Article Type Making Art Together Making Art Together Categories Nature Painting Theory and Resources

Staining Paper with Natural Dyes

If you’ve ever spilled cranberry juice on your shirt, or tried scrubbing grass stains out of your jeans, then you know that natural dyes can leave a lasting, colorful mark on surfaces. Recently we used natural dyes to our advantage to stain papers for a new window display in the Art Studio.  Studio Assistant Rebekah Buettner and Intern Shannon Dover (pictured above) helped me with gathering and experimenting materials for each “color” on the color wheel.  Our favorite sources were: beets, frozen blueberries, dandelion greens, turmeric spice, fresh carrot juice, frozen cranberries, coffee grounds, and black charcoal. Keep reading to see our process!

For the “warm” colors of the wheel: red (previously frozen cranberries), orange (pure carrot juice), and yellow (watered down turmeric spice), Shannon painted the dyes onto sheets of plain tracing paper and used her bare hands to transfer the pigments to the paper. She did temporarily stain the skin on her hands, so if this bothers, you we recommend wearing gloves while you work with these materials.

For Yellow, we watered down the turmeric powder in a small container and brushed it directly on the paper. When it dried, you could feel the small granuals of the spice, and the color stayed really vibrant!

To make orange, we sent a few carrots through a kitchen juicer to separate all the juice from the pulp. Don’t water down the juice! We brushed a few layers of the pure juice onto the paper so the color would really pop.  Over time the dried orange color began to fade, and we noticed the color did not last as long as the other warm colors.

Previously frozen cranberries had lots of bright red juice and were easy to squeeze and dye on the paper. Just allow the frozen cranberries to thaw on the counter until they are squishy. They’re ready to use!

Next, for the “cool” colors: Blue-purple (previously frozen blueberries), red-purple (beet), and green (mashed dandelion greens).  We were surprised when the mashed blueberry dye was actually more purple than blue! It was difficult for us to find a natural blue dye. If you found a way to make blue naturally, please leave us a comment below! We mashed the thawed blueberries by hand into the paper. We chose to leave the small flecks of blueberry skin on the paper, but if you didn’t want to do that, you could easily pick off the skins once the paper is totally dry.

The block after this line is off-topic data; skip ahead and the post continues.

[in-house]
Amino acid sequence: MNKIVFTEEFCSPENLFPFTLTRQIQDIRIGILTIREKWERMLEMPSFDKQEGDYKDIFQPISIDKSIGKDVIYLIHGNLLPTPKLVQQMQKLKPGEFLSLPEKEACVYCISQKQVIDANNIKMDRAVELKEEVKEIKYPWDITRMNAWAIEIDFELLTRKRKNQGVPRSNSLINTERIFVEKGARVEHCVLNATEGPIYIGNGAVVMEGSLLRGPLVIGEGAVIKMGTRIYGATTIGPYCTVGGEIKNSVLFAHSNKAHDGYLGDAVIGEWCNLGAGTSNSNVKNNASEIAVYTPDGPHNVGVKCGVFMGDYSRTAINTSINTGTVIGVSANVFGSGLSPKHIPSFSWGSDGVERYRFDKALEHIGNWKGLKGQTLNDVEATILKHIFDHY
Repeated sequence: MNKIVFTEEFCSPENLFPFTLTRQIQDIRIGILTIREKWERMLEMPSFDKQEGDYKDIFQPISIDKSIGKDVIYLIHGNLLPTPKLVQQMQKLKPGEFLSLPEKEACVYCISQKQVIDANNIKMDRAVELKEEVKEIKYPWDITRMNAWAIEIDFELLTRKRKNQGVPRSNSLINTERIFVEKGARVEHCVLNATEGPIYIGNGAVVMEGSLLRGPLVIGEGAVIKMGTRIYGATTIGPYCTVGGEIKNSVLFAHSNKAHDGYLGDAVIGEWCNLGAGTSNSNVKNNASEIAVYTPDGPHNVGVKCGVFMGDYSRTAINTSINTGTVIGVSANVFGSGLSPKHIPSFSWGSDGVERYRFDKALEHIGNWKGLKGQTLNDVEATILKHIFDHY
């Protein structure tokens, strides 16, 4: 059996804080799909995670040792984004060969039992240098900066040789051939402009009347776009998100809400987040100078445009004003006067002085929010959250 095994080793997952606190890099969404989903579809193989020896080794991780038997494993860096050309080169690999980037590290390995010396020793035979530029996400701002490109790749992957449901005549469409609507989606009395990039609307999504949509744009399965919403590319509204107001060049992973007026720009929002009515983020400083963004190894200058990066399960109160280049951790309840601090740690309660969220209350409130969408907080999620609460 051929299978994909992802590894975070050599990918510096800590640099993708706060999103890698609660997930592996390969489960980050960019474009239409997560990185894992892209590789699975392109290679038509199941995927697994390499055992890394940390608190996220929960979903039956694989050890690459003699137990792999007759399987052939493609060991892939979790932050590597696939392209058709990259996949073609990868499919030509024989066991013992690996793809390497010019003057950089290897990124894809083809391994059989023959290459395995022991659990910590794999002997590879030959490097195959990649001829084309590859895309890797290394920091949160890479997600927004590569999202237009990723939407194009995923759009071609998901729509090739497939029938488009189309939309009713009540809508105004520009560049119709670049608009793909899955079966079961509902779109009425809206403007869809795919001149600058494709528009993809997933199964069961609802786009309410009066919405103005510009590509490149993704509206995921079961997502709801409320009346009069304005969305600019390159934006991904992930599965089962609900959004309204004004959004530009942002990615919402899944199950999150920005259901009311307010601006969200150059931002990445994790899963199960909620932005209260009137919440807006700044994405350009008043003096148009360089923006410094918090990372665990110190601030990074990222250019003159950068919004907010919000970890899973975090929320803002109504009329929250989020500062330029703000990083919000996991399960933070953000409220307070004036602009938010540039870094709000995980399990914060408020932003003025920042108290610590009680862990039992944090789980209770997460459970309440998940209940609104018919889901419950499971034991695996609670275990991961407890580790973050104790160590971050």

For red-purple, we used the beet much like a stamp, slicing it in half to reveal the center. The juice transferred easily, and the beet texture made an interesting mark on the paper. If you would rather have a flat stain, you could probably add a small amount of hot water to cut pieces of beet and brush the stained water onto the paper instead.

For green, we purchased a bunch of dandelion greens from the local grocery store, since the grass outside wasn’t quite green enough preparing for this project! Shannon found that mashing the greens with a mortar and pestle helped loosen the dye from the leaves. She then took the mashed leaves and used them to brush the dye onto the paper.

As we did earlier with the turmeric powder, Shannon added a small amount of water to the coffee grounds to paint brown, and to the charcoal to make black.

This was a really fun experiment! What natural materials could you use to stain papers? Stay tuned to find out how we will be using these beautiful papers in window display for the Art Studio!